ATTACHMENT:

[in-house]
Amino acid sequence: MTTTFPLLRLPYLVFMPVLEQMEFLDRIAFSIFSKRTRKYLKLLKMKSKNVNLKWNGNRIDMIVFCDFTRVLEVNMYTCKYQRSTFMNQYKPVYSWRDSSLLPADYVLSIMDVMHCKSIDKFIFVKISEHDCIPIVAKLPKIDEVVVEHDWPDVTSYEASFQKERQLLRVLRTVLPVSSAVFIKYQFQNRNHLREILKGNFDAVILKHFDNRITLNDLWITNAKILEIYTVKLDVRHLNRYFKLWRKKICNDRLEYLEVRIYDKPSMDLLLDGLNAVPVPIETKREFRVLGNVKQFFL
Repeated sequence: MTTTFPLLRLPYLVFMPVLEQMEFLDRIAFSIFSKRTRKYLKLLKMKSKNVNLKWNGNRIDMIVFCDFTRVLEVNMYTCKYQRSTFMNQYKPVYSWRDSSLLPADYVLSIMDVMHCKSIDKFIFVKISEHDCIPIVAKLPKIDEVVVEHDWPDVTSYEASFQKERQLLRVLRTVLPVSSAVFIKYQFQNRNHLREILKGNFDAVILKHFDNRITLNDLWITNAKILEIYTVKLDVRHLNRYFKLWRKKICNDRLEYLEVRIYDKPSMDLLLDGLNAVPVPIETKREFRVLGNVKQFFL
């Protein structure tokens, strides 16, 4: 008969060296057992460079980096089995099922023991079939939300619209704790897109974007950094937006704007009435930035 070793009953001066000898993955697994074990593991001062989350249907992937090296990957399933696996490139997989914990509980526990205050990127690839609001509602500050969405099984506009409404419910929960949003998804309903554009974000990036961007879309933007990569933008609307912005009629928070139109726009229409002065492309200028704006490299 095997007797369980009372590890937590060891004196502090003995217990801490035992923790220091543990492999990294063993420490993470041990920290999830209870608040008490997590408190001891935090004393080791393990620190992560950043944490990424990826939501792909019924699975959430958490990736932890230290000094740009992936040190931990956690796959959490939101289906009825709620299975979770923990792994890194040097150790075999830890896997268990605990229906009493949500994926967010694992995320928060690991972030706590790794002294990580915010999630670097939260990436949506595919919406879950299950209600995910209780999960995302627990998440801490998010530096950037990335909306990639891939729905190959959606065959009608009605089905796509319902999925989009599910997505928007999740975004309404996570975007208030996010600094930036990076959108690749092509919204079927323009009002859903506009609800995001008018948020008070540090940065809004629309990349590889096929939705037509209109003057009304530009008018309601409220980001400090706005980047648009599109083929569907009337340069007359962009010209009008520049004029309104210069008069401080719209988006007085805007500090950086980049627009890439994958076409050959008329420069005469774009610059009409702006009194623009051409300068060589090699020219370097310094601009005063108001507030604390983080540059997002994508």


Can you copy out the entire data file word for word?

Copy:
[in-house]
Amino acid sequence: MTTTFPLLRLPYLVFMPVLEQMEFLDRIAFSIFSKRTRKYLKLLKMKSKNVNLKWNGNRIDMIVFCDFTRVLEVNMYTCKYQRSTFMNQYKPVYSWRDSSLLPADYVLSIMDVMHCKSIDKFIFVKISEHDCIPIVAKLPKIDEVVVEHDWPDVTSYEASFQKERQLLRVLRTVLPVSSAVFIKYQFQNRNHLREILKGNFDAVILKHFDNRITLNDLWITNAKILEIYTVKLDVRHLNRYFKLWRKKICNDRLEYLEVRIYDKPSMDLLLDGLNAVPVPIETKREFRVLGNVKQFFL
Repeated sequence: MTTTFPLLRLPYLVFMPVLEQMEFLDRIAFSIFSKRTRKYLKLLKMKSKNVNLKWNGNRIDMIVFCDFTRVLEVNMYTCKYQRSTFMNQYKPVYSWRDSSLLPADYVLSIMDVMHCKSIDKFIFVKISEHDCIPIVAKLPKIDEVVVEHDWPDVTSYEASFQKERQLLRVLRTVLPVSSAVFIKYQFQNRNHLREILKGNFDAVILKHFDNRITLNDLWITNAKILEIYTVKLDVRHLNRYFKLWRKKICNDRLEYLEVRIYDKPSMDLLLDGLNAVPVPIETKREFRVLGNVKQFFL
């Protein structure tokens, strides 16, 4: 008969060296057992460079980096089995099922023991079939939300619209704790897109974007950094937006704007009435930035 070793009953001066000898993955697994074990593991001062989350249907992937090296990957399933696996490139997989914990509980526990205050990127690839609001509602500050969405099984506009409404419910929960949003998804309903554009974000990036961007879309933007990569933008609307912005009629928070139109726009229409002065492309200028704006490299 095997007797369980009372590890937590060891004196502090003995217990801490035992923790220091543990492999990294063993420490993470041990920290999830209870608040008490997590408190001891935090004393080791393990620190992560950043944490990424990826939501792909019924699975959430958490990736932890230290000094740009992936040190931990956690796959959490939101289906009825709620299975979770923990792994890194040097150790075999830890896997268990605990229906009493949500994926967010694992995320928060690991972030706590790794002294990580915010999630670097939260990436949506595919919406879950299950209600995910209780999960995302627990998440801490998010530096950037990335909306990639891939729905190959959606065959009608009605089905796509319902999925989009599910997505928007999740975004309404996570975007208030996010600094930036990076959108690749092509919204079927323009009002859903506009609800995001008018948020008070540090940065809004629309990349590889096929939705037509209109003057009304530009008018309601409220980001400090706005980047648009599109083929569907009337340069007359962009010209009008520049004029309104210069008069401080719209988006007085805007500090950086980049627009890439994958076409050959008329420069005469774009610059009409702006009194623009051409300068060589090699020219370097310094601009005063108001507030604390983080540059997002994508």